New York

Matthew Day Jackson

Peter Blum SoHo

Matthew Day Jackson aims high: life, death, presence, absence, the A-bomb. Like Damien Hirst or Jeff Koons, he’s a go-for-the-glory kind of artist, less interested in gray subtleties than in absolutes, extremes, and what literary critics used to call “the great tradition,” the canon-building heights of art’s capacities. Where his contemporaries, in dealing with history, might lean toward Foucauldian deconstruction or the view from below, Jackson tends to opt for big events: Hiroshima, the moon landing, the death of Philippe Pot (a pretty big event, apparently, in Renaissance France). In dealing with current experience, he goes in for drag racing, which, in Chariot II—I Like America and America Likes Me, 2008–10, he dares to set level with religion by outfitting a Corvette with a stained glass window. The car gets electrical power from solar panels, which might seem to nudge its gratuitous expenditures of energy toward political correctness. With Jackson, though, the idea seems less likely to be any practical or moral constraint than the unlimited potential of harnessing the power of the sun.

It’s all rather boy, rather golly-Mr.-Science, except that it’s so deeply shadowed by death. A photograph of a corpse in a burlap bag is titled Me, Dead at 36, 2010, and that car in Chariot II is rebuilt from one that crashed. Meanwhile the show’s tour de force, installed alone in the gallery’s downtown space, is a tomb, or a modern version of one, based on a work in the Louvre. In that remarkable stone sculpture, from the fifteenth century, eight black-robed men bear the body of Philippe Pot, a Burgundian nobleman of the time. Jackson replaces the mourners with space-suited astronauts—their helmets modern versions of the deep hoods veiling the faces of their models—and recasts the bier they carry as a high-tech coffin of stainless steel and mirrored glass holding a skeletal corpse made up of anomalous scraps: casts from the artist’s own body, a tree root, one of the molded-plywood splints that Charles and Ray Eames designed during World War II. What is at first most arresting in the mourning figures is their fabrication out of plastic and compressed wood carved by a computer-controlled lathe, so that the surface here undulates like skin, there is terraced like a hillside in China, there again evokes butcher block or marquetry—a bravura display of finishes and effects. The work is inseparable from these material qualities and from its lofty scale (it is rather taller than the pious original), but what stays in the mind is the friction between the motley variousness of the wood and the glass-and-steel geometry above, between the emotional sympathy implied by the role of the pallbearer and the anonymity imposed by the astronauts’ helmets, and above all the question: Where are the nine men going? Is a trip into space, in Jackson’s cosmology, today’s heroic replacement for a French nobleman’s sad passage to the afterlife? The synecdochic links between the body in the coffin and Jackson himself may suggest hubris, but the work’s internal conflicts—and its grand and basic weirdness—demand more careful pondering.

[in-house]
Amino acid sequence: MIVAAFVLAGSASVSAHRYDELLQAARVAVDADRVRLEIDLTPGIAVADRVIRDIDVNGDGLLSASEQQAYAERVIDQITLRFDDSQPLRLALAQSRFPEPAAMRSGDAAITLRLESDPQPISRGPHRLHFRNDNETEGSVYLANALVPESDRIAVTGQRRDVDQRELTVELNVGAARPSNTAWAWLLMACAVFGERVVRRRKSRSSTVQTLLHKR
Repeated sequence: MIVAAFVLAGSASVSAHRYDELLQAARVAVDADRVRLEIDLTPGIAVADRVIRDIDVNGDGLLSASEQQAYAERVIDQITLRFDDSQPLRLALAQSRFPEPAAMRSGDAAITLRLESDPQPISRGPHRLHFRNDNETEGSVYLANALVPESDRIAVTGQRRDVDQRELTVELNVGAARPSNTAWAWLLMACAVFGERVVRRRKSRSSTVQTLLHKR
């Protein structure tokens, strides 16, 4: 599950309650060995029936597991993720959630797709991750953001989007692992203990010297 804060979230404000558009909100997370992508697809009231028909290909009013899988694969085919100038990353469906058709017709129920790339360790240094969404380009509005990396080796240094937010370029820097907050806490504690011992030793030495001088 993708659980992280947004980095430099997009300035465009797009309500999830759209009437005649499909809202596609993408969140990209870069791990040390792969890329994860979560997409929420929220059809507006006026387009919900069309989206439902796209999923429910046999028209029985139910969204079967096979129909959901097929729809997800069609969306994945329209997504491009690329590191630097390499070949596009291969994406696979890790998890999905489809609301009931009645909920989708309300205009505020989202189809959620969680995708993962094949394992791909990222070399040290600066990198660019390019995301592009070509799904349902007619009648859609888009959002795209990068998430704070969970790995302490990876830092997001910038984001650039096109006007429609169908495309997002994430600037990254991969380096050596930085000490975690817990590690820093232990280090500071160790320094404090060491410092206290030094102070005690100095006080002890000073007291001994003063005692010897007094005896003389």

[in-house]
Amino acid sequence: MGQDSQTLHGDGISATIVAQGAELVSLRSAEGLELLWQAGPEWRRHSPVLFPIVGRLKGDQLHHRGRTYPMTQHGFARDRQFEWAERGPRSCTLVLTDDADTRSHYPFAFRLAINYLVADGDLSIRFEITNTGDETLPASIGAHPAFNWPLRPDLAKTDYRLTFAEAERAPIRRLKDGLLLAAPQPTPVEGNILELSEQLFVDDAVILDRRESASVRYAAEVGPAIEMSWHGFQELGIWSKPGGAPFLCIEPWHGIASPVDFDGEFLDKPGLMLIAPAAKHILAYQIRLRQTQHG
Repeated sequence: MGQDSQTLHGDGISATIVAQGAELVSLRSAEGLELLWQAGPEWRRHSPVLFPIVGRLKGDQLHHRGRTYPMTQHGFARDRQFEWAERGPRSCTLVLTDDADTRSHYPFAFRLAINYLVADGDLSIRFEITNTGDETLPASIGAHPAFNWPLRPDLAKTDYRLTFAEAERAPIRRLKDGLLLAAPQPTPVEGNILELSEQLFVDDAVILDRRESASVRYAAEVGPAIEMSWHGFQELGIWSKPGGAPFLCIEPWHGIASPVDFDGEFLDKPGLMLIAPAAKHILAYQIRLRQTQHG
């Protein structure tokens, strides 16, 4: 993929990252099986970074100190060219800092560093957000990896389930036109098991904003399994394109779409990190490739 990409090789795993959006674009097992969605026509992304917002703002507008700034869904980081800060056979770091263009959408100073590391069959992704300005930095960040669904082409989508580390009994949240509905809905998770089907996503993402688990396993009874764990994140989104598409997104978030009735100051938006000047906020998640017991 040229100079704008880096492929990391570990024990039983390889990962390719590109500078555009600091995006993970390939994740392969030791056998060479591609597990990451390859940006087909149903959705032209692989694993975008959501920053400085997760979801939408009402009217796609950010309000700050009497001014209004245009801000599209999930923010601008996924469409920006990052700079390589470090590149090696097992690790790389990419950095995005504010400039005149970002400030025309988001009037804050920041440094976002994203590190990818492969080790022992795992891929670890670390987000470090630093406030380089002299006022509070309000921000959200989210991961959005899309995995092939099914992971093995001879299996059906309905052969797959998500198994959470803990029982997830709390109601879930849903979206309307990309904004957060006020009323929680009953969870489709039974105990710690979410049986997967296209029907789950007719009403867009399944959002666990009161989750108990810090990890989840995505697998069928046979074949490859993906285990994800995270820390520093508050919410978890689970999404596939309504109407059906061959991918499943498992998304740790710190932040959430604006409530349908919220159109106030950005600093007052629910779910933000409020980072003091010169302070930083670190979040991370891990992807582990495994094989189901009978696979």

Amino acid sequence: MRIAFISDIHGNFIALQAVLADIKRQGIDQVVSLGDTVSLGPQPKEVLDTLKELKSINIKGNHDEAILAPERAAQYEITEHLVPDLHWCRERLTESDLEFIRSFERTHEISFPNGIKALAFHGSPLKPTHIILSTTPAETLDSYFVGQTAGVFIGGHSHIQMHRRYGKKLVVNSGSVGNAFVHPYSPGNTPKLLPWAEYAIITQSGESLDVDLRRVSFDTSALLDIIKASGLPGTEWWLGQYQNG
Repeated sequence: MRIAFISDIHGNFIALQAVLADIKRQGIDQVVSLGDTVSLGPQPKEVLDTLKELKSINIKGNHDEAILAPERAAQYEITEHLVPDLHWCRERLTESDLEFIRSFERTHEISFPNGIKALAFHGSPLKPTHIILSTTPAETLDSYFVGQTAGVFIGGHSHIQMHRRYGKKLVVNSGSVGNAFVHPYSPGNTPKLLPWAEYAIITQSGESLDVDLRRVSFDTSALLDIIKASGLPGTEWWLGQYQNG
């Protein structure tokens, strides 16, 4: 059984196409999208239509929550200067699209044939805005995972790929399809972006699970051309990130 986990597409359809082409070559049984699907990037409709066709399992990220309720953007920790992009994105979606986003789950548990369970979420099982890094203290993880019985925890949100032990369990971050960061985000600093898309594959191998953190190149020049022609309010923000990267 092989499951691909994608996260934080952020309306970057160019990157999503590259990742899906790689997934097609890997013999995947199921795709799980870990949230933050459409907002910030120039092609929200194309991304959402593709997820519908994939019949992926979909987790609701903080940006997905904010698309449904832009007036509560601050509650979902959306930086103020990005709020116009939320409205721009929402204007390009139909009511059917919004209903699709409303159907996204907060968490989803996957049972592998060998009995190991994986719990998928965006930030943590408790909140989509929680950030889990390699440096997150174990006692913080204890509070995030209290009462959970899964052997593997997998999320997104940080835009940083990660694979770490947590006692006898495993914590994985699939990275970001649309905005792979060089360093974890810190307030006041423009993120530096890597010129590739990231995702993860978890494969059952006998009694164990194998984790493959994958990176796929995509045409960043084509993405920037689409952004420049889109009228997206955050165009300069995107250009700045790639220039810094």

Jackson, after all, can be funny—he has a sense of humor. The central piece in the Chelsea space, and a sort of key to other works there (which themselves often reprised earlier works by the artist), was the video In Search Of, 2010, a flawlessly executed faux documentary of the Discovery Channel kind. “Science, art, and technology bring us closer and closer to answering the fundamental questions that have haunted man for millennia,” the narrator begins optimistically, as if those questions were ever ultimately answerable, but the talking heads who follow—David A. Mindell and Deborah G. Douglas, who actually do teach and curate at MIT; Alexander Dumbadze, who actually is a professor at George Washington University—provide perfectly plausible commentaries. The video’s overall solemnity of tone is a little hilarious, and in parts it is clearly fictional, but in others we may wish to disagree yet find we can’t. Simultaneously parodic and enigmatic, In Search Of is expertly poker-faced, and it sent us back to the rest of the show in a revisionist frame of mind.

David Frankel